By Denise Briggs Potter
You may know her as an actress, writer and director, but Dinah Manoff sees herself as a mother and teacher.
Having grown up between New York and Los Angeles, Manoff left the “factory town” of Hollywood 13 years ago with her husband, Arthur Mortell, to raise their three boys on Bainbridge Island. She now teaches acting at Bainbridge Performing Arts and, as of two years ago, at the Purdy Corrections Center for Women in Gig Harbor.
“I really fell in love with teaching,” Manoff said. “I thought, ‘Wow, this is my calling.’ I love being able to help people express themselves in ways they didn’t know they were able to, and laugh at themselves and find their creative juices.”
Passionate about teaching acting to people who have never tapped that part of themselves before, Manoff had long wanted to bring improvisation to women’s prisons as a way to encourage the inmates to find a voice and outlet through acting. Then life took a sudden and tragic turn when her oldest son, Dashiell, died in an automobile accident while returning to Washington State University in early 2017.
“After Dashiell died, I was in so much pain and grief that I felt the only people I could be around were people who were also suffering,” Manoff said. People who had their own difficulties but knew nothing about hers.
Moving forward with her idea to bring the art of acting to women in prison was a way to cope, “to put one step in front of the other.”
She went to see a play at Purdy, directed by friend and founder of Seattle’s Freehold Theatre Robin Lynn Smith, who had been running a program at the center. Islander and playwright Elizabeth Heffron wrote the play.
“It was marvelous,” Manoff said. “Smith and her colleagues take a group of women all the way through production to writing their own play, costuming, doing the sets, and it’s really powerful; they become in-house mentors for these women.”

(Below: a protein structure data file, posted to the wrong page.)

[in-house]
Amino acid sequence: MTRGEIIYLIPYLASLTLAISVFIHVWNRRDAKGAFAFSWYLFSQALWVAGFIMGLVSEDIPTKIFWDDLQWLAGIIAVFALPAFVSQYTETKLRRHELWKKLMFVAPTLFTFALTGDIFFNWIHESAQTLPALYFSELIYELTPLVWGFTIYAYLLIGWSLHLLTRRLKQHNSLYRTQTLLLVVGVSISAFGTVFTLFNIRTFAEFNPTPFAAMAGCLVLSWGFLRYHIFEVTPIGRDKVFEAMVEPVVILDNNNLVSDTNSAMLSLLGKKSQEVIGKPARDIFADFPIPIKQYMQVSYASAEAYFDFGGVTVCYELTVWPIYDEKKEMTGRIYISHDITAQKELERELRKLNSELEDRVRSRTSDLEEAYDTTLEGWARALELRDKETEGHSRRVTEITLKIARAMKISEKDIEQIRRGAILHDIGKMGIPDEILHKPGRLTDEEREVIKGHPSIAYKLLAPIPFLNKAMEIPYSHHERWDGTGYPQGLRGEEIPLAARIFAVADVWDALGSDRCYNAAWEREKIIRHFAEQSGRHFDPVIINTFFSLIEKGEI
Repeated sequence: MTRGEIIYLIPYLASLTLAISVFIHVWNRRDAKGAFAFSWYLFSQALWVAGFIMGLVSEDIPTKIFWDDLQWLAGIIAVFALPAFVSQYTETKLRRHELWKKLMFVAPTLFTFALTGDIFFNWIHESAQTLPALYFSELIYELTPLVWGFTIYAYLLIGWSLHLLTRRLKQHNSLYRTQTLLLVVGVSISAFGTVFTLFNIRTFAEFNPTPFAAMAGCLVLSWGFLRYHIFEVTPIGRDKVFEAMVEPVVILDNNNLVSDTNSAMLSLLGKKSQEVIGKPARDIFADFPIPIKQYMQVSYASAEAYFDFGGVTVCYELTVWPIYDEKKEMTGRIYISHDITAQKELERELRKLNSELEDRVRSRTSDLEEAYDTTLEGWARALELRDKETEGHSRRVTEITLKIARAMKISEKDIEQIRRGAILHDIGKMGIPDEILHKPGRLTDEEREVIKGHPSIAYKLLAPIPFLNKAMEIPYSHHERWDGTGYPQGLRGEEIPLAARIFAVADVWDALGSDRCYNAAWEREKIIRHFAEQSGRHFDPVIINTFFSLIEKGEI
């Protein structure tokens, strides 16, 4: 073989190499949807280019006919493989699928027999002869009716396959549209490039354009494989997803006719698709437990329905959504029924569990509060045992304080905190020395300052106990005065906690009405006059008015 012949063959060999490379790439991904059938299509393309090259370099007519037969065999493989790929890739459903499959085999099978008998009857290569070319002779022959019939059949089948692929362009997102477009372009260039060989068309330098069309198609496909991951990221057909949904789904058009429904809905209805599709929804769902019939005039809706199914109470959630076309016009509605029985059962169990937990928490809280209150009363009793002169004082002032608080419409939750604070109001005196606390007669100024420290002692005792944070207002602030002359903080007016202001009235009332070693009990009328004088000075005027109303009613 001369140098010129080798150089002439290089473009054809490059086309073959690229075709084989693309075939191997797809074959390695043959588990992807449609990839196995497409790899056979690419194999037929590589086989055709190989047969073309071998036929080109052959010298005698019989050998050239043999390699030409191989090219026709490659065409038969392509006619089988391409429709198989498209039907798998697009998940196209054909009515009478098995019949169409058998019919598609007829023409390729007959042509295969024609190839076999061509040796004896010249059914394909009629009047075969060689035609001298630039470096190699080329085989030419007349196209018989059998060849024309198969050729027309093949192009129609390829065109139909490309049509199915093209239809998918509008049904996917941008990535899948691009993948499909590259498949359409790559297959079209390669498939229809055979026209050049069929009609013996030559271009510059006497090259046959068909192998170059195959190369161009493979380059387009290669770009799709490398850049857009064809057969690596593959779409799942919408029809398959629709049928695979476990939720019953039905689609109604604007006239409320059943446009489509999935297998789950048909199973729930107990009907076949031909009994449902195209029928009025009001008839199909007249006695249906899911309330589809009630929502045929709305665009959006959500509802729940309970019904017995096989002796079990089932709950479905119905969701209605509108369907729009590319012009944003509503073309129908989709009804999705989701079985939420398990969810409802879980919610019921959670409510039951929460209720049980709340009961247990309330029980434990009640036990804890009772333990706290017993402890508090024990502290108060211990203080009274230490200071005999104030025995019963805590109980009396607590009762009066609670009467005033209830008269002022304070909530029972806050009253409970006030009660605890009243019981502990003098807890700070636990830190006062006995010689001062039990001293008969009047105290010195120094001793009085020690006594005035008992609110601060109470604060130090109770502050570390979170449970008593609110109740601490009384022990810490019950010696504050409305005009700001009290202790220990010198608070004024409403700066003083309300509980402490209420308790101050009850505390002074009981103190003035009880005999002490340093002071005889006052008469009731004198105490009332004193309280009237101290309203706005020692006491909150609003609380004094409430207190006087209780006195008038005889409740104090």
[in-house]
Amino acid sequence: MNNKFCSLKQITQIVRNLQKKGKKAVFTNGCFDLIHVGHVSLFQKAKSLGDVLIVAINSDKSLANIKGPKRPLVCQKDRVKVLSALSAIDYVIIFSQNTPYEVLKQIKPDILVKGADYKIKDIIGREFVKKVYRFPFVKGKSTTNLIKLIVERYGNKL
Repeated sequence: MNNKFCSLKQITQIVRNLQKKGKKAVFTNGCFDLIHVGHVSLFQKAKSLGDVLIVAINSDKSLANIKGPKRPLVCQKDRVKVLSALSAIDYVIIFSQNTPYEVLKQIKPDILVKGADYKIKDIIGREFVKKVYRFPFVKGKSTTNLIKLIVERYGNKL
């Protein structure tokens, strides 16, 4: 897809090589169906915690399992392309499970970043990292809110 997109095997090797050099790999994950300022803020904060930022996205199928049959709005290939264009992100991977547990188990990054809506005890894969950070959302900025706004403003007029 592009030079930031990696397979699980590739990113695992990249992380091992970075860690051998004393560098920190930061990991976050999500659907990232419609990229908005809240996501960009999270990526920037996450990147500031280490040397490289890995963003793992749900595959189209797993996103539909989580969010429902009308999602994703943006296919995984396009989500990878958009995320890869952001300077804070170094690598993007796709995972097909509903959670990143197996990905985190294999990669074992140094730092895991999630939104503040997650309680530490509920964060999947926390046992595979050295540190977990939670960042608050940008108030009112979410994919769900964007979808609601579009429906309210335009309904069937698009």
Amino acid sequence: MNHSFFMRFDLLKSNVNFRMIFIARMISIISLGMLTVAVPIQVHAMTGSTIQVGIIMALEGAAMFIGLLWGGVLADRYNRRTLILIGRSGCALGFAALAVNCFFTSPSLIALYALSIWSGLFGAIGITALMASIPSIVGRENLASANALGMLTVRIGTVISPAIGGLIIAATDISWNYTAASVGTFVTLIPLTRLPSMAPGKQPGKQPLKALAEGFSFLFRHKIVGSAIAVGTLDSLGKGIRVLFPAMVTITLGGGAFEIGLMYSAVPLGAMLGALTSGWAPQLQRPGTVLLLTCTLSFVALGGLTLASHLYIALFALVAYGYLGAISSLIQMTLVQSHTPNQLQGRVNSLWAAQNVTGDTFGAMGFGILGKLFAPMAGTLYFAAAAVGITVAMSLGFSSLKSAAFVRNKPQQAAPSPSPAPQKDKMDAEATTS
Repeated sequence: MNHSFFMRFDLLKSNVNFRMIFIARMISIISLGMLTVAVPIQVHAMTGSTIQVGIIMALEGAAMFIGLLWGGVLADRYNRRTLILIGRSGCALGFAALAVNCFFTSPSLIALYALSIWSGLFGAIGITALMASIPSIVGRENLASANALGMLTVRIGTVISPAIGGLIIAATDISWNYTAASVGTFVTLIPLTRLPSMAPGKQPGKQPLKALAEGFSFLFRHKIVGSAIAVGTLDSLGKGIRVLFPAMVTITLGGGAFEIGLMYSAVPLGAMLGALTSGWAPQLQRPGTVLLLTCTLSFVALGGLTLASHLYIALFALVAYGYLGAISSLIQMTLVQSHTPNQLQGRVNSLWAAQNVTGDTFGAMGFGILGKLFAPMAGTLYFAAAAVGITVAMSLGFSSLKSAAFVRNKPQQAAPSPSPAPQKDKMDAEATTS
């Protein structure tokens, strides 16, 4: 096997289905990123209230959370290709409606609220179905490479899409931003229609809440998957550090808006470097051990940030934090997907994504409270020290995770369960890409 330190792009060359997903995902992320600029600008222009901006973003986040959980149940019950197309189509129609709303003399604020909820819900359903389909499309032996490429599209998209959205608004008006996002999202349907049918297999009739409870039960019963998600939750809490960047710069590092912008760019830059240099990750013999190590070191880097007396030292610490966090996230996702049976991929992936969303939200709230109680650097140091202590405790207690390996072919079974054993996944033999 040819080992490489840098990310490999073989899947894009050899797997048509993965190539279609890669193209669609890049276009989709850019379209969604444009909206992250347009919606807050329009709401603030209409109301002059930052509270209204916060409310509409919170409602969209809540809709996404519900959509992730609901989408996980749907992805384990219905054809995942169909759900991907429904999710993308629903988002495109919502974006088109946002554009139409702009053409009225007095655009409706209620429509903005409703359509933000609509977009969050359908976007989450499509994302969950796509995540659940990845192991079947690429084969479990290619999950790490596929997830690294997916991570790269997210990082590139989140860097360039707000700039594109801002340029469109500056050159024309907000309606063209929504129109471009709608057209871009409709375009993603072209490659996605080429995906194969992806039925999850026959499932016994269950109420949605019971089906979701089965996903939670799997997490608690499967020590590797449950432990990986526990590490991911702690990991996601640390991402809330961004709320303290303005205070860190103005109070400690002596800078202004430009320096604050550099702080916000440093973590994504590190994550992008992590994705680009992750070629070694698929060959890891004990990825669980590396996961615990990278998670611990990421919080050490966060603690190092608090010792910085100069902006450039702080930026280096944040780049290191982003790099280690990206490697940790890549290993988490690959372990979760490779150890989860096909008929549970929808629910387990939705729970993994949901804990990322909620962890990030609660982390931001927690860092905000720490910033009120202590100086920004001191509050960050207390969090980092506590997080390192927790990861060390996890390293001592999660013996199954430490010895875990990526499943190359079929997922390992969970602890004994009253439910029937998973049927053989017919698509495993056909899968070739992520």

Manoff met with Sultana Shabazz, who was then educational director at Purdy and is now the administrator of educational services for the Washington State Department of Corrections. She pitched an eight-week curriculum that she proposed to teach alongside friend and assistant Michelle Allen. Shabazz asked Manoff to participate in Purdy’s High School 21 program, which is designed for offenders who have not earned their high school diploma and need fine arts credits.
“I have loved doing this work,” Manoff said. “First of all, it saved me. The two hours a week that I would spend not thinking about my son’s death, and not thinking about my own pain, or the pain of my children or my husband, but focusing on helping these women to have a good time was so healing for me.”
Manoff said it is also transformative for the women she teaches.
“I find that the first class is them with folded arms and sour expressions on their faces and being tough and shut down, and by the time they get through eight weeks, they’re raising their hands to volunteer and get on stage,” she said.
While the women at Purdy have personas that they have to protect, acting is about being vulnerable. So, Manoff said, she tries to create a space where they can do both.
“I let them dictate how far they’re willing to go,” Manoff said. “Some of them are talented improvisers. Some of them have beautiful singing voices. Some can write. And some of them are a great audience for the people that are up, and they have something to contribute. We try to use everyone and meet them right where they’re at.”
Purdy now has a creative writing program, taught by screenwriter and producer (and Bainbridge Islander) Renee Longstreet, and Manoff said they’d like to add an art history course.
When asked about any danger she faces by teaching at a prison, Manoff said she considers it safer than shopping at the Silverdale Mall.
“Mostly, we have fun,” Manoff said. “We had a woman come up to us after the second class of our session, and she said, ‘This is the first time I’ve laughed in a year. Thank you so much.’ And I thought, that’s it. That’s enough. That will keep me going for a year.”